WASHINGTON (July 9, 2012)/National Right to Life Committee --
The U.S. House Judiciary Committee has scheduled a voting session for tomorrow (Tuesday, July 10) on an NRLC-backed bill that would protect unborn children in the federal District after they have reached 20 weeks fetal age, based on their capacity to experience pain.
The bill, the District of Columbia Pain-Capable Unborn Child Protection Act (H.R. 3803), is patterned on an NRLC-originated model bill that has already been enacted in seven states. It currently has 210 House cosponsors. Identical legislation (S. 2103), introduced in the U.S. Senate by Senator Mike Lee (R-Utah), currently has 30 cosponsors.
"In the nation's capital, abortion is now legal, for any reason, until the moment of birth," said NRLC Legislative Director Douglas Johnson. "The District Council, employing authority delegated by Congress, repealed the entire abortion law. Members of Congress, and the President, are ultimately accountable for this extreme policy, because the Constitution says that Congress shall "exercise exclusive legislation in all cases whatsoever, over such District . . .' A vote against this bill amounts to a vote to ratify the current policy of legal abortion, for any reason, until the moment of birth."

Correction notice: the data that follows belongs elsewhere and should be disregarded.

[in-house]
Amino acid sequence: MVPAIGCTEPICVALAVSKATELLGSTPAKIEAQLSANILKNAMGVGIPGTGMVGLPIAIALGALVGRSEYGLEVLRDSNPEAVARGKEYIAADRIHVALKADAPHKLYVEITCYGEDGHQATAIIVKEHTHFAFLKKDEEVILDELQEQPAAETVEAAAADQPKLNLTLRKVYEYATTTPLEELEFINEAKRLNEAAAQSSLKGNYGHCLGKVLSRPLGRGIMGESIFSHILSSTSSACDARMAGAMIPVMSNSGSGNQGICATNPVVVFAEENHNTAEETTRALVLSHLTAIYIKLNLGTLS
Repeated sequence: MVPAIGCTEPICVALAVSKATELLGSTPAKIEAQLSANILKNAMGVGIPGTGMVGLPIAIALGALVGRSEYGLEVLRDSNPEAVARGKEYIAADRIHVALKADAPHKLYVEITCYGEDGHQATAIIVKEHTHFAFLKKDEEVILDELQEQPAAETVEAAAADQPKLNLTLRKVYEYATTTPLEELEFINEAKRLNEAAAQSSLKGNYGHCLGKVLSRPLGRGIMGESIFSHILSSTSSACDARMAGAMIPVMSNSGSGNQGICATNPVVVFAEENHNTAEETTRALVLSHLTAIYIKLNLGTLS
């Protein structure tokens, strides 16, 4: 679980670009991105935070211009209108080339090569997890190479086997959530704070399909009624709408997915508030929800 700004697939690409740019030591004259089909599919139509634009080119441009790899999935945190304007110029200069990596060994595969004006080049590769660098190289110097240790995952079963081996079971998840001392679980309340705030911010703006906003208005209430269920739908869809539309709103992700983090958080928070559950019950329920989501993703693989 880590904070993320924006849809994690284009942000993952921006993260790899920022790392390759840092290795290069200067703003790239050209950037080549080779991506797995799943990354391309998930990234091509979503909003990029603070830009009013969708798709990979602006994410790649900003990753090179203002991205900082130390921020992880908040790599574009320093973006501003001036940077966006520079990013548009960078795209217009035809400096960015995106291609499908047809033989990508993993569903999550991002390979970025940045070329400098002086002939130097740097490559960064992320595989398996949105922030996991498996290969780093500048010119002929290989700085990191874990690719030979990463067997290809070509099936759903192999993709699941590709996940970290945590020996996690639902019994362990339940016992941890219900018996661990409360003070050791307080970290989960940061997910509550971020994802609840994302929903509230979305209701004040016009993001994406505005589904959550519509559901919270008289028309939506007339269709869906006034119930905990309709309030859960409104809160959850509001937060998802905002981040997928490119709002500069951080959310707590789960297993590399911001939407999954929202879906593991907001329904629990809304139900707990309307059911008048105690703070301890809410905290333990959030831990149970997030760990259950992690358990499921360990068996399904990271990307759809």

H.R. 3803 was introduced by Congressman Trent Franks (R-Az.). In the bill, Congress adopts "findings" (declarations of fact) that by 20 weeks after fertilization (if not earlier), the unborn child has the capacity to experience great pain. The bill then prohibits abortion after that point, except when an acute physical condition endangers the life of the mother. Expert testimony was presented at a May 17 hearing on the bill showing that at 20 weeks fetal age, 6 percent of infants born spontaneously now survive long term in good neo-natal units. The long-term survival rates are 26% at 21 weeks fetal age and 55% at 22 weeks fetal age. (To convert to the alternate "LMP" dating system, add two weeks to each figure.)
The NRLC website contains much documentation on the Pain-Capable Unborn Child Protection Act and on the scientific evidence that unborn children, by 20 weeks if not before, have the capacity to experience great pain, here. The abortion method most often used at this stage, the "D&E," is depicted in a medical illustration posted here.